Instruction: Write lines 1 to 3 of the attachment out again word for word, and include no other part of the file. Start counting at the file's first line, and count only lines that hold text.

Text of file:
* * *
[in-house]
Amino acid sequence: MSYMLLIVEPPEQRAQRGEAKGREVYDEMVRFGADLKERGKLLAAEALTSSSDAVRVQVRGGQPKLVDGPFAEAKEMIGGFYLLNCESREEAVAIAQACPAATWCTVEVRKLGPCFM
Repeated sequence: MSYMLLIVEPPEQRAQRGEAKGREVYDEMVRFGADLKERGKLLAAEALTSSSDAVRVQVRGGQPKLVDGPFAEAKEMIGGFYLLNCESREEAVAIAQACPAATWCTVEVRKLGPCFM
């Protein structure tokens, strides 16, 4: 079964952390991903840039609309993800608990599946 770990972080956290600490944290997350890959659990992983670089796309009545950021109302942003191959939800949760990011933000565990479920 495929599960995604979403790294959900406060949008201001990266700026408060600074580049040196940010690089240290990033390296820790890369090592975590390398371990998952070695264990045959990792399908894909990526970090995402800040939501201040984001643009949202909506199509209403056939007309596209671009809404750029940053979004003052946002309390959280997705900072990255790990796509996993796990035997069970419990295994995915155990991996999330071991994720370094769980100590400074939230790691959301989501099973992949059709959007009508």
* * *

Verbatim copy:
[in-house]
Amino acid sequence: MSYMLLIVEPPEQRAQRGEAKGREVYDEMVRFGADLKERGKLLAAEALTSSSDAVRVQVRGGQPKLVDGPFAEAKEMIGGFYLLNCESREEAVAIAQACPAATWCTVEVRKLGPCFM
Repeated sequence: MSYMLLIVEPPEQRAQRGEAKGREVYDEMVRFGADLKERGKLLAAEALTSSSDAVRVQVRGGQPKLVDGPFAEAKEMIGGFYLLNCESREEAVAIAQACPAATWCTVEVRKLGPCFM